CHCAGO - Missouri transportation officials blamed a lack of consensus on how to pay for the state's transportation needs for the failure of a ballot measure that sought a sales tax hike to generate more than $5 billion in new revenue.
Voters rejected the pleas of state transportation officials who stressed the need for more funding to keep the state's roads and bridges safe and ensure the state has the money needed to secure federal matching funds.
About 59% of voters rejected the statewide three-fourths of a cent sales tax hike. It would have generated more than $500 million annually for transportation projects over its 10-year life.
"As we have seen for the past several years, I think Missourians have a clear understanding that more resources need to be invested in our transportation infrastructure, but there just isn't any consensus on how to pay for it," Stephen Miller, chairman of the Missouri Highways and Transportation Commission said in a statement. "We need to continue working toward that end."
The commission, which oversees the state transportation department and serves as a bond issuer, has exhausted its borrowing capacity based on its current state and federal revenue streams and has shifted its focus to maintenance.
"We will continue our focus on safety, maintaining our roads and bridges, and providing outstanding customer service with the resources we have," Missouri Department of Transportation director Dave Nichols said in a statement.
State transportation officials have pressed in recent years for more funding and lawmakers during their 2014 session finally signed off on asking voters to approve a constitutional amendment raising the sales tax. The measure was known as Amendment 7.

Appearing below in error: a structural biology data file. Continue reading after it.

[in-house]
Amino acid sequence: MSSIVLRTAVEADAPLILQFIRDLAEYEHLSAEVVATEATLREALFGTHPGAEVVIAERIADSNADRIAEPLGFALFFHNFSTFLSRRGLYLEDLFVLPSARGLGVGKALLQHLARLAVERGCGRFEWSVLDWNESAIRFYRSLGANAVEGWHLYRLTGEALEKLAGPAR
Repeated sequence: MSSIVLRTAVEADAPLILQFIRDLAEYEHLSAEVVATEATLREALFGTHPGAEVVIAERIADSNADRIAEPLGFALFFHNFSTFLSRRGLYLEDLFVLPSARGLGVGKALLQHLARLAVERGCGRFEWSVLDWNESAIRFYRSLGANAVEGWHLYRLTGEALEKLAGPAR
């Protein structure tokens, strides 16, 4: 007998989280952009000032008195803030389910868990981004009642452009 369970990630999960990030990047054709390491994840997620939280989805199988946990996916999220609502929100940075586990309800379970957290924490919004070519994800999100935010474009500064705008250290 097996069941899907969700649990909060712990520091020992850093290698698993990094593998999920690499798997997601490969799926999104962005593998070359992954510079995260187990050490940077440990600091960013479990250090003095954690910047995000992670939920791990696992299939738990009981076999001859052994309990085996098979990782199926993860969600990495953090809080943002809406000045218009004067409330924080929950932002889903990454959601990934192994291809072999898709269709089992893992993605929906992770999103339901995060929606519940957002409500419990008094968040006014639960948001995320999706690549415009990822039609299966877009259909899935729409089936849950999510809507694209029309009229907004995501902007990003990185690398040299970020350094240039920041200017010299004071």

Gov. Jay Nixon decided to place the measure on the primary ballot, surprising supporters who hoped it would appear on the November general election ballot. Nixon then announced his opposition.
The burden of the tax increase "would fall disproportionately on Missouri's working families and seniors," Nixon said. "This tax hike is neither a fair nor fiscally responsible solution to our transportation infrastructure needs and it does not have my support."
Support among various tax and transportation groups was mixed. Opponents wanted a higher funding burden placed on trucks and more funds directed to public transit.
The sales tax hike would have taken effect on Jan. 1, 2015. Funding would have gone to road, bridge, railroad, port, airport and other transportation projects. It would remain in place for 10 years and could be extended with another vote. The proposal earmarked 90% of the new revenue for state projects and 10% for local ones.
The sales tax would have expanded the current revenue sources now used to fund transportation projects. The state's road bonds are secured by the department's primary sources of revenues including state motor fuel taxes, sales taxes on motor vehicles, and motor license fees.
Given declining gas tax receipts, officials have warned the state could soon have trouble covering road maintenance needs and by 2020 would face a hard time matching federal funds.
The commission earlier this year refunded about $900 million of its bonds to save on interest costs restructured some debt, accelerating debt service to open up new borrowing capacity.
Ahead of the sale, all three rating agencies affirmed triple-A ratings for the first lien bonds and Standard & Poor's affirmed the AAA rating it also applies to the second lien bonds. Fitch Ratings affirmed its AA-plus rating on the second lien bonds and Moody's Investors Service affirmed its Aa1 rating.
The commission has a total of $2.8 billion of outstanding debt including all of its state road bonds under various liens and its bonds that leverage federal grants.